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Some initial observations from Tax Forum 2014 in Orlando

I'm back in Florida this week for the Internal Revenue Service Nationwide Tax Forum in Orlando. It's a bit of a homecoming. My very first tax forum was here in 2000 when we lived in Palm Beach Gardens.

IRS 2004 Nationwide Tax Forum banner

I try to attend at least one continuing education tax conference, either run by the IRS or by one of the tax professional organizations. I always learn stuff, plus it's fun to be among a large gathering of tax geeks.

Things have gone pretty well so far, aside from my smartphone freezing up unexpectedly this morning and me losing my reading glasses during an afternoon session. The phone is fine and I found my specs.

I'll be going through my notes and soon posting some of the new things I've learned or the additional information I've picked up on topics where I already had a pretty good grounding.

In the meantime, here are some general initial observations from my first day at the 2014 Orlando tax gathering.

Obamacare is still hot: The biggest draw this morning was, no surprise, the health care tax session.

The line to that conference room looked like a Black Friday shoppers queue. I am so glad I scheduled the afternoon session.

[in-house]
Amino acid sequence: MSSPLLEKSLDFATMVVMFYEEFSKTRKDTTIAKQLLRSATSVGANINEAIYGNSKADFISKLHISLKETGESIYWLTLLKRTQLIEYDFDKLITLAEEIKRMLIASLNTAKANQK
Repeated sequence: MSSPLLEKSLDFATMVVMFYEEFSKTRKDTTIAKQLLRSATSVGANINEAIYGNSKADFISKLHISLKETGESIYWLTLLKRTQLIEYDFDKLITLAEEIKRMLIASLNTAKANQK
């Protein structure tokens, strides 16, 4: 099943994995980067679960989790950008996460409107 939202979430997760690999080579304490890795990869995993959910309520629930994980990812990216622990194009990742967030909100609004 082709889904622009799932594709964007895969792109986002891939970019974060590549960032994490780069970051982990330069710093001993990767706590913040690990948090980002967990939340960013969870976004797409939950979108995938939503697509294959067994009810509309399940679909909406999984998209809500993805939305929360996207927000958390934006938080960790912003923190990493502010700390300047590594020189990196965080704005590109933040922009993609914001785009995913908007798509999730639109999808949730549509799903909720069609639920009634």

Weather report: My earlier concerns about a possibly disruptive Hurricane Cristobal were unfounded. Thank you, weather gods.

But the interior climate has not been as accommodating. The conference rooms are cold!

I know that the forum planners always recommend bringing a sweater for just such an occurrence. But temperatures were in the 100s when I was packing in Texas. I was heading for Florida. It's August.

I just couldn't bring myself to dig out a sweater and stuff it in my suitcase.

These tax kids today: There seem to be more younger tax professionals at this event than at previous ones. That's good to see.

Experienced tax preparers are always welcome, but the tax industry always needs new blood.

Consistent IRS messaging: All the IRS speakers have been given and are adhering to their talking points. That's not necessarily bad.

And I don't doubt that the agency is sincere in:

  1. wanting to learn from and put behind it the 501(c)(4) Tea Party mess,
  2. its concern about the problems it and taxpayers are likely to face next filing season if Congress once again puts off law changes until the very last moment, and
  3. needing more money (just like at last year's forum) to upgrade both its customer service and compliance efforts.

Unfortunately for the IRS, I don't think it will get what it wants in any of these three areas. At least not in the near future.

Tax tunes: OK, time for the really important tax forum data, the annual music report.

The between-session tunes for the morning seminars I attended were soft jazz. Neither I nor my Shazam app recognized any of them. They weren't bad, but I don't have any specific song citations for you.

Things picked up, however, in the afternoon. Forum attendees waiting for seminars to begin were entertained by:

"What's Going On," Marvin Gaye

"Left Hand Free," Alt-J

"Called Out in the Dark," Snow Patrol

"Dancing in the Dark," Bruce Springsteen

"Rock of Calvary," Cataldo

"Amor Fati," Washed Out

"Le Freak," Chic

"Good," Better Than Ezra

"Heads Will Roll," Yeah Yeah Yeahs

And yes, we were all rickrolled. "Never Gonna Give You Up," Rick Astley

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